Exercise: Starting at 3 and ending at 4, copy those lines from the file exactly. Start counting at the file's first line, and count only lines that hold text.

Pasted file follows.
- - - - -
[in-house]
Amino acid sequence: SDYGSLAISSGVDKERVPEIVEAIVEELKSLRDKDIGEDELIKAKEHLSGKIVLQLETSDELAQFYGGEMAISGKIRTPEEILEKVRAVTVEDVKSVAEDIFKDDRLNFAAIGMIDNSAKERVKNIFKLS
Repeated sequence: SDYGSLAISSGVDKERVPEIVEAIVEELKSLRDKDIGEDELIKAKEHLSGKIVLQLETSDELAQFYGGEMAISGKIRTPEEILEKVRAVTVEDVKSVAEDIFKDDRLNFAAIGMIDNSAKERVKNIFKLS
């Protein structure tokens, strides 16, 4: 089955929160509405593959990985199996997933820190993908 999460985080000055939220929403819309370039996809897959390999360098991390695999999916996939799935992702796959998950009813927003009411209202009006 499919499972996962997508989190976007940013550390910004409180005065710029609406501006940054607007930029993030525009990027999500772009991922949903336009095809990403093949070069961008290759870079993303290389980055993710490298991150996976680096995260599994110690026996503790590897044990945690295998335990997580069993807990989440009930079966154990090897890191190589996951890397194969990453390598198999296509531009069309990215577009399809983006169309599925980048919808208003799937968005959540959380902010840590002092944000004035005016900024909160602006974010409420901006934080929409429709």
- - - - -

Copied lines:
Repeated sequence: SDYGSLAISSGVDKERVPEIVEAIVEELKSLRDKDIGEDELIKAKEHLSGKIVLQLETSDELAQFYGGEMAISGKIRTPEEILEKVRAVTVEDVKSVAEDIFKDDRLNFAAIGMIDNSAKERVKNIFKLS
């Protein structure tokens, strides 16, 4: 089955929160509405593959990985199996997933820190993908 999460985080000055939220929403819309370039996809897959390999360098991390695999999916996939799935992702796959998950009813927003009411209202009006 499919499972996962997508989190976007940013550390910004409180005065710029609406501006940054607007930029993030525009990027999500772009991922949903336009095809990403093949070069961008290759870079993303290389980055993710490298991150996976680096995260599994110690026996503790590897044990945690295998335990997580069993807990989440009930079966154990090897890191190589996951890397194969990453390598198999296509531009069309990215577009399809983006169309599925980048919808208003799937968005959540959380902010840590002092944000004035005016900024909160602006974010409420901006934080929409429709």